Filmlab: Best Movies about Writing – American Splendor
Write what you know. It’s good advice for anyone harboring literary ambitions. But what if all you know is the misery of a plebian lifestyle consisted of crap neighbourhoods, crap jobs and terrible marriages? That’s the predicament facing Harvey Pekar at the start of American Splendor, Shari Springer Berman and Robert Pulcini’s meta meditation on the late underground comic book writer, whose rise to cult stardom via his titular tales of life “from off the streets of Cleveland” this film charts.
Played by Paul Giamatti, Harvey begins the film as a going-nowhere misanthrope, a “pretty scholarly chap” newly dumped by his second wife and stuck in a dead-end job as a filing clerk for a Cleveland hospital. His life at this point – the mid 1970s – is mostly a series of disappointments, the only respite from which is the temporary and increasingly hard-to-come-by satisfaction he gets from obsessively collecting rare vinyl or obscure comic books. He’s friends with the cartoonist Robert Crumb, creator of Fritz the Cat and soon-to-be doyen of the counter-culture comic book scene, but his own lack of artistic talent and inability to connect with the kid-friendly audience to which superhero comics are targeted discourages him from doing his own stuff … until, that is, his inner voice rages at him to stop suffering in silence and make a mark on the world.
The flashbulb moment comes in a supermarket checkout queue. Silently fuming at an old lady haggling over a coupon deal on tumblers, he storms off back to his house, sits at his desk, roughly divides a blank sheet of paper into the panels of a comic strip and lets his inner rage out, documenting the supermarket incident’s banal details verbatim and using stick figures to crudely illustrate his story. It’s a start – and a good one too. Crumb likes it enough to offer to illustrate it properly and, in a niftily symbolic moment, the laryngitis that has been plaguing Pekar for months suddenly clears up. He’s finally found his voice.
If the latter sounds a little too neat, it’s an intentional part of the film’s design. Part biopic and part documentary, American Splendor cuts between the two formats, frequently breaking the fourth wall to illustrate the way real life – “the stuff the everyman’s got to deal with,” as Harvey puts it – can be harvested for the purpose of soul-baring entertainment. The real Harvey Pekar died from an accidental overdose in 2010 following a third cancer diagnosis, but he narrates this 2003 film in self-referential fashion, appearing in it as the directors cut to behind-the-scenes shots of the recording sessions, their voices frequently soliciting him for opinions about what it’s like to have this film being made about his life.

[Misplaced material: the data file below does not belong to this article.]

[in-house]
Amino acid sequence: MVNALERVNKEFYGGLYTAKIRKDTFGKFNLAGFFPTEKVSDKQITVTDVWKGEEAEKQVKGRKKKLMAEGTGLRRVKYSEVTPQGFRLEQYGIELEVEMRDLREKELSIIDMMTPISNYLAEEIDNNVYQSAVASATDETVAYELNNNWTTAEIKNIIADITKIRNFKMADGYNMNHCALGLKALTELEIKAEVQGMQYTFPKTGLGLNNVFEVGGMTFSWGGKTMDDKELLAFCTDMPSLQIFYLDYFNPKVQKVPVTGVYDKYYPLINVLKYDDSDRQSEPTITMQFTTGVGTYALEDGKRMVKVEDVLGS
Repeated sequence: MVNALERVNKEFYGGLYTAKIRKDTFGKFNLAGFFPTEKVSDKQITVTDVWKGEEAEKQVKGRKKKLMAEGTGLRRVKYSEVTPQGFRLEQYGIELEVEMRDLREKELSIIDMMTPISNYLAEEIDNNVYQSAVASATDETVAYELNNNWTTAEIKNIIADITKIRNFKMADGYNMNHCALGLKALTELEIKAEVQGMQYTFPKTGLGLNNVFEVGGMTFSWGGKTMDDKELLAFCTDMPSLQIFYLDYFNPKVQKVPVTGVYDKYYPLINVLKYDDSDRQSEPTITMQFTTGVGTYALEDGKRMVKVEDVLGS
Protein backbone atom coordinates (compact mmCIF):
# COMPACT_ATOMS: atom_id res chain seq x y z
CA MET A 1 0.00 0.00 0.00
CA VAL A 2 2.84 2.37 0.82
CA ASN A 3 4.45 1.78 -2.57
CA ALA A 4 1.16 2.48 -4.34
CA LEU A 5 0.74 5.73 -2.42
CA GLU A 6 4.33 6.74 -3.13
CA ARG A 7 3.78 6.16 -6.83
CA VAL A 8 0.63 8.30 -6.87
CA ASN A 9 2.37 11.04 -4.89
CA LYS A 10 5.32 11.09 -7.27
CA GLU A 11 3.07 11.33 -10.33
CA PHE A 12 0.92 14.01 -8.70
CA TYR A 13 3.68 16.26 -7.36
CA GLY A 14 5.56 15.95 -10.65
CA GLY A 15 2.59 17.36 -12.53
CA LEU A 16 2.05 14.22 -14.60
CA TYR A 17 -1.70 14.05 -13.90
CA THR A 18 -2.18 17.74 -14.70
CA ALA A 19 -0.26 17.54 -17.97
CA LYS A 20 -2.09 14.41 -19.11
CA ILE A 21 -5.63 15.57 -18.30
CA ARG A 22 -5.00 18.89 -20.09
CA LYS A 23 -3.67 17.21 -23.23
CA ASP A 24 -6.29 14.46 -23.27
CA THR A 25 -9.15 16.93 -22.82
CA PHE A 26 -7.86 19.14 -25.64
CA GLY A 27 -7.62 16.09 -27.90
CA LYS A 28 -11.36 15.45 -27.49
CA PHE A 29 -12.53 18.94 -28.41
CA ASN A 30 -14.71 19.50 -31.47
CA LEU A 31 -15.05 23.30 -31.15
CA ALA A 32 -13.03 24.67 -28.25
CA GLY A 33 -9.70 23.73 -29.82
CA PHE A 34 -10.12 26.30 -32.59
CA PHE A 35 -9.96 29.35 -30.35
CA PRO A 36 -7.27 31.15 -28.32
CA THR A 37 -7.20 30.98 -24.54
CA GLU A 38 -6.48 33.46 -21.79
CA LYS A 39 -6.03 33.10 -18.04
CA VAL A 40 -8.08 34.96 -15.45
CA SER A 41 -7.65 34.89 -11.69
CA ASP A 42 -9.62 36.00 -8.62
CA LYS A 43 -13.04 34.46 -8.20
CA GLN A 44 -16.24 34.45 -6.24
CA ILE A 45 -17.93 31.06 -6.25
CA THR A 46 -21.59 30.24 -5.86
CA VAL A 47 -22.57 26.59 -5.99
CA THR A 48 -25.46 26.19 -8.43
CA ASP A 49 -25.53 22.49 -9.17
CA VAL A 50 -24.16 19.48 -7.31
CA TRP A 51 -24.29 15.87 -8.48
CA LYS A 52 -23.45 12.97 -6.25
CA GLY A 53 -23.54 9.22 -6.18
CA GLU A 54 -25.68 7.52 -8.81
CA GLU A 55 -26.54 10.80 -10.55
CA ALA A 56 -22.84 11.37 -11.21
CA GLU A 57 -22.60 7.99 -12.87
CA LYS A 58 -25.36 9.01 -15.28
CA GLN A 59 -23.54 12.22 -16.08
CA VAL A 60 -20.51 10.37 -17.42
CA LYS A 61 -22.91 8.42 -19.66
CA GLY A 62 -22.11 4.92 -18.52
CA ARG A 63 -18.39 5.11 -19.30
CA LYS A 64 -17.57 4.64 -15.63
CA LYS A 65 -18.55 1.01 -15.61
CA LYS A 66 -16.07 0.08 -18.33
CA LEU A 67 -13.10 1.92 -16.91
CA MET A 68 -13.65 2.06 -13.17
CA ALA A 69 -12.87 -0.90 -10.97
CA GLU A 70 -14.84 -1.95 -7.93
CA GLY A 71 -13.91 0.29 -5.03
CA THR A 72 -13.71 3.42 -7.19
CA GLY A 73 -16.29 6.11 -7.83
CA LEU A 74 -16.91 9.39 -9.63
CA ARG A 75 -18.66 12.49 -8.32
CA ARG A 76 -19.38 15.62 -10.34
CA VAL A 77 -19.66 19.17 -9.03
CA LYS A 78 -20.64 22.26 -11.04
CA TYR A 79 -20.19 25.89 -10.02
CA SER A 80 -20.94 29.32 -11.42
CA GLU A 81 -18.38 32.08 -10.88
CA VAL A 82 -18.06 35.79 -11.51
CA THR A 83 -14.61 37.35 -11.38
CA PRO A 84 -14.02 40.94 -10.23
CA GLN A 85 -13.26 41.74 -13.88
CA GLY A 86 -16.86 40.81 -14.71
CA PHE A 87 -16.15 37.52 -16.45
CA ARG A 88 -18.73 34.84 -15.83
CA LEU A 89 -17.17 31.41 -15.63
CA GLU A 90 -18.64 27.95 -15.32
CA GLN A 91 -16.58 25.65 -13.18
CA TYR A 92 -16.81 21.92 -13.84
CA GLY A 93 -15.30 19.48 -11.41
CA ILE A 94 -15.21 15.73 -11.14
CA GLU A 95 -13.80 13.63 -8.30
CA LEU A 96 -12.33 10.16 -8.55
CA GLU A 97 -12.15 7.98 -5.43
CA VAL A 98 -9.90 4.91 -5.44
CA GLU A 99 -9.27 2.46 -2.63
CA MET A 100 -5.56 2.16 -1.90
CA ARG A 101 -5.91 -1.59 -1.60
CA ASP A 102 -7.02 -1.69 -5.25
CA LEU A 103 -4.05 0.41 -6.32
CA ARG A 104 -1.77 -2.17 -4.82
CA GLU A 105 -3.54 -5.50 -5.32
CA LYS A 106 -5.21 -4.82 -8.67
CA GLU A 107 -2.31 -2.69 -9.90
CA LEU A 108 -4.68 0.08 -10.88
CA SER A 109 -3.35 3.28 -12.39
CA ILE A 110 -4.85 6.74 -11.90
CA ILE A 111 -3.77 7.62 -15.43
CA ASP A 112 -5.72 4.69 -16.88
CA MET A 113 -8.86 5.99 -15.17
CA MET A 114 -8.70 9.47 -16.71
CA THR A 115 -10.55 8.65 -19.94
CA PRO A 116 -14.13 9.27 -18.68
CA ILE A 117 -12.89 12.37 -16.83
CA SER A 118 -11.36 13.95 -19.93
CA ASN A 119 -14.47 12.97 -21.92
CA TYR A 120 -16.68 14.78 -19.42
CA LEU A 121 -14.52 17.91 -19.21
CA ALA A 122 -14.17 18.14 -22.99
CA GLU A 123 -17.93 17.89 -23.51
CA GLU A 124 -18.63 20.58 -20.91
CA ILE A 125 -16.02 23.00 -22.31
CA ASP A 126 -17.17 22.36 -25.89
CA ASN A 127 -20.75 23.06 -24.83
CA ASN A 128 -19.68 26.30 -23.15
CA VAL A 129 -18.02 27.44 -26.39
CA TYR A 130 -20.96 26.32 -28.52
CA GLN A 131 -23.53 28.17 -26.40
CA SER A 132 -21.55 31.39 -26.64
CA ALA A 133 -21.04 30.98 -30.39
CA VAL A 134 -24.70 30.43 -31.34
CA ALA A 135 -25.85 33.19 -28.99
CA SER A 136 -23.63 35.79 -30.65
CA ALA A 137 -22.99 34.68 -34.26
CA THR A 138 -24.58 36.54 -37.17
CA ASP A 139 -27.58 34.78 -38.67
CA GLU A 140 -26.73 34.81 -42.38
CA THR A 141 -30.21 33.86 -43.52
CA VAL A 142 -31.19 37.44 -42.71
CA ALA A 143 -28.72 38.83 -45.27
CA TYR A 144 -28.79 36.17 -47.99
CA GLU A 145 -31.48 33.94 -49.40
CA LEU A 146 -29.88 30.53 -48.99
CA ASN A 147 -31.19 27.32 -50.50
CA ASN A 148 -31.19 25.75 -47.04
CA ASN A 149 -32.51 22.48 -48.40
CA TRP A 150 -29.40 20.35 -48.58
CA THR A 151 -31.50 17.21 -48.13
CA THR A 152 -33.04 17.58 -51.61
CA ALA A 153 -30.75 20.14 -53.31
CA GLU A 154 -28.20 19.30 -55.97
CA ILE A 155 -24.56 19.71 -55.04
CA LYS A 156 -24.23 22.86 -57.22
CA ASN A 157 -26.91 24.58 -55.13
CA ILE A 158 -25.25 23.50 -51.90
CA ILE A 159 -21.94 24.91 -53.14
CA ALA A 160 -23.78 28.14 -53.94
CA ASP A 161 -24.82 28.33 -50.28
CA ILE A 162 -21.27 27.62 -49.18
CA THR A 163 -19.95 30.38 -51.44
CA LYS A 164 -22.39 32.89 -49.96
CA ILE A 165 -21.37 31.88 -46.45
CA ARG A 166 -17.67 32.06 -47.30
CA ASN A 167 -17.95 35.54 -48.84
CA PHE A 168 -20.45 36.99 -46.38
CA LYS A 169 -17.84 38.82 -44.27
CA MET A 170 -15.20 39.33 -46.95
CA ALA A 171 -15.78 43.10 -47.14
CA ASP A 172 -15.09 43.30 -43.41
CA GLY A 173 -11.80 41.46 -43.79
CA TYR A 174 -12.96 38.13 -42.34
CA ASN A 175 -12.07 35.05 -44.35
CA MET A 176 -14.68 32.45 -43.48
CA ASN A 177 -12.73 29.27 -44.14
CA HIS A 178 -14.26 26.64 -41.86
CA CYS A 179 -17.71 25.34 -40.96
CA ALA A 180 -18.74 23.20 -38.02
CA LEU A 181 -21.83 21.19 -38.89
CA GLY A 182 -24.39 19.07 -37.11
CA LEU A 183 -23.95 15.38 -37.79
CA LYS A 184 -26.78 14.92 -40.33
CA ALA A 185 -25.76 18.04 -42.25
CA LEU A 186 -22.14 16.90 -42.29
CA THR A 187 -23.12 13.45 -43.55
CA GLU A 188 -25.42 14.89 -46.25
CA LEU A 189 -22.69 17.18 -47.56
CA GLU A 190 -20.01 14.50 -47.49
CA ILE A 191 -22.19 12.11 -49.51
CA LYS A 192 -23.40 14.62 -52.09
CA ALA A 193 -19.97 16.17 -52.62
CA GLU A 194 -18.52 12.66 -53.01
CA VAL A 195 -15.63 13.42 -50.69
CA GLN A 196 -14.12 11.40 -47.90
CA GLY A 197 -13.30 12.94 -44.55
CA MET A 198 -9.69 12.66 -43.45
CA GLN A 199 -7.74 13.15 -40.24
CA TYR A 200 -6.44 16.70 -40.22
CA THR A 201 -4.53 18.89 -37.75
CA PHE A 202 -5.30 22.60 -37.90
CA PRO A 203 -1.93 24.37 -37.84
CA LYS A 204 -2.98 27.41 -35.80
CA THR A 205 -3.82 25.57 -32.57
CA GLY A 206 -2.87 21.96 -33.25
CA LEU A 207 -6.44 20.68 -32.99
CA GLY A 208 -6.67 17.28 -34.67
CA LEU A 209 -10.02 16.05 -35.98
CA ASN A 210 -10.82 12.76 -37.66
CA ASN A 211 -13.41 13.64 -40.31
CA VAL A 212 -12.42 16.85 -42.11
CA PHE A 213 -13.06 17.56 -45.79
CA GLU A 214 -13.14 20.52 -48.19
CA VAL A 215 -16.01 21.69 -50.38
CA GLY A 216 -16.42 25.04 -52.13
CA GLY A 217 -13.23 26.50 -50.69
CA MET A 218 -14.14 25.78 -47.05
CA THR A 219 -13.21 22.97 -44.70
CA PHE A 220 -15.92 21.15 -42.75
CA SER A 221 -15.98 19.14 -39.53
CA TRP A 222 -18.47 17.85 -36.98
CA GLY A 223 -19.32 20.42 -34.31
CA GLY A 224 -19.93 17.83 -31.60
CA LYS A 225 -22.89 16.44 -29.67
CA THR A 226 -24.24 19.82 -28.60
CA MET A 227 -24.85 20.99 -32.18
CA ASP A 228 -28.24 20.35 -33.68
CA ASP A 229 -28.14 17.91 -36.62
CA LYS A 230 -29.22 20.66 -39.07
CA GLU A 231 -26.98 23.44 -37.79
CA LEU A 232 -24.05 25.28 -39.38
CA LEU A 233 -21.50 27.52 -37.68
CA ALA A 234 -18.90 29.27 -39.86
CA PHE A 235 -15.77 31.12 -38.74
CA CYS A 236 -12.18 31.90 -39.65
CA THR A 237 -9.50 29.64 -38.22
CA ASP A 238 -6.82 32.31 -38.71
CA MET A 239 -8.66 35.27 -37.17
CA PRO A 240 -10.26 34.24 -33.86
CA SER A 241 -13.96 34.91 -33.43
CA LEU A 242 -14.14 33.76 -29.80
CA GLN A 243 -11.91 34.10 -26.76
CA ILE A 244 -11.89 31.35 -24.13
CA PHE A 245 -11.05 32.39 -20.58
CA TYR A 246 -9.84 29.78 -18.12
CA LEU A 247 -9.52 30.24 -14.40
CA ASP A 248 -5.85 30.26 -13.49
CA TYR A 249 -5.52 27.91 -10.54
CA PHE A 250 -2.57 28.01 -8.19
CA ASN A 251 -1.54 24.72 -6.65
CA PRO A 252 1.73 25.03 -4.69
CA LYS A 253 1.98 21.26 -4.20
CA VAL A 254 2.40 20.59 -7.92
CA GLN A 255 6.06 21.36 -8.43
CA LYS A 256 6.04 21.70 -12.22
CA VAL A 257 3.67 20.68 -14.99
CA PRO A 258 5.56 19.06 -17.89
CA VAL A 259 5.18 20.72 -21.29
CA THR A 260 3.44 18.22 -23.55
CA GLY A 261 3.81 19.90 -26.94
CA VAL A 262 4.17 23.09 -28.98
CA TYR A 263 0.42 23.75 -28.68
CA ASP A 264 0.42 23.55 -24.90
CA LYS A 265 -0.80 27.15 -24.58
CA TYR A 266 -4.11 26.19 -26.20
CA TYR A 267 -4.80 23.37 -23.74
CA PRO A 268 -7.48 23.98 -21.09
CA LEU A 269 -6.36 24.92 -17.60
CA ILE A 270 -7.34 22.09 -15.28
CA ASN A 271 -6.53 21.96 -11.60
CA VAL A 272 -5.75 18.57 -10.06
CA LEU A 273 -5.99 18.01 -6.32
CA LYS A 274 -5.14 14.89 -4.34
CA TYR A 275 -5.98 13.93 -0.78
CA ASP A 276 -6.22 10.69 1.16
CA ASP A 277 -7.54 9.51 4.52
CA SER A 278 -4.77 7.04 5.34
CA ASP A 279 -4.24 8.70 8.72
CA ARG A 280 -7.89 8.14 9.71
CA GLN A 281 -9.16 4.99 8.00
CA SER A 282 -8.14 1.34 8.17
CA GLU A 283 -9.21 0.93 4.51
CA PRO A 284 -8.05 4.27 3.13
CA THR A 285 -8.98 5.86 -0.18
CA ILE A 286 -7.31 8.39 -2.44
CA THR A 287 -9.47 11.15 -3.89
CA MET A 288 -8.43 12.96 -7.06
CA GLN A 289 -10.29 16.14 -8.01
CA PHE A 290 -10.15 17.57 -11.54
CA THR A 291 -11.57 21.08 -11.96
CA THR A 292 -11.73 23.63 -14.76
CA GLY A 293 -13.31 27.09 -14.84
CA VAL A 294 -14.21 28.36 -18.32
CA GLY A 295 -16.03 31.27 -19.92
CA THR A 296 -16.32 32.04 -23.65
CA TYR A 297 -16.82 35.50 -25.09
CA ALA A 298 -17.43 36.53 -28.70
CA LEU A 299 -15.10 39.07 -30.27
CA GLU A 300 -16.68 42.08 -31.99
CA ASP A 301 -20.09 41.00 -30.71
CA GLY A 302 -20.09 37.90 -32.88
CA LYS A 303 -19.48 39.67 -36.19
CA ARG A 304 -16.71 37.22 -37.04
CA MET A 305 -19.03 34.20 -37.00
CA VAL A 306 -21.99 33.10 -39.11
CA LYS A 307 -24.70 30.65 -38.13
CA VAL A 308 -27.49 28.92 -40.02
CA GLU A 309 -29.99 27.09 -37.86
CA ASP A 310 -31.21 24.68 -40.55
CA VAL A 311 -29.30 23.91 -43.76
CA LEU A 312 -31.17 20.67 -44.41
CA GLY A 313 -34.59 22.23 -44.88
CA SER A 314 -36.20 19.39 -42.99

It’s through these documentary interludes that we begin to get another perspective on Harvey. Among the other interviewees, for instance, is Joyce Brabner, his third wife and co-collaborator on several of his books. She immediately becomes a character in his comics, so naturally she’s part of the movie, played in the dramatised segments (opposite Giamatti) by Hope Davis. The real Brabner objects to the way she’s frequently characterised in the comics as sour and joyless. She thinks there’s more happiness in their life than Harvey’s stories suggest. Harvey thinks happiness doesn’t sell – misery loves company, after all – so doesn’t include it. The dramatic license the filmmakers take with that aforementioned “voice” moment, then, is really just their way of drawing attention to how all writers, even those purporting to tell it like it is, shape their experience to suit their style and market.
American Splendor is great at detailing that ephemeral process, what ‘Movie Joyce’ refers to in the prison writing workshop she runs as the act of “building an interior life” to “make art out of … monotonous, suffocating routine”. The film shows Harvey learning to do the same, but it takes care not to romanticise it. The modicum of critical success and fame he achieves (he becomes a regular on David Letterman’s chat show) doesn’t stop him getting cancer, doesn’t stop the chronic loneliness he sometimes feels. Nor does it enable him to quit his day job. But it does give him purpose. As Thomas Carlyle is quoted in the film: “Writing is a dreadful labor, yet not as dreadful as idleness.” Or, indeed, as dreadful as silently fuming at old ladies in supermarkets.
Alistair Harkness, Film Critic, The Scotsman, January 2015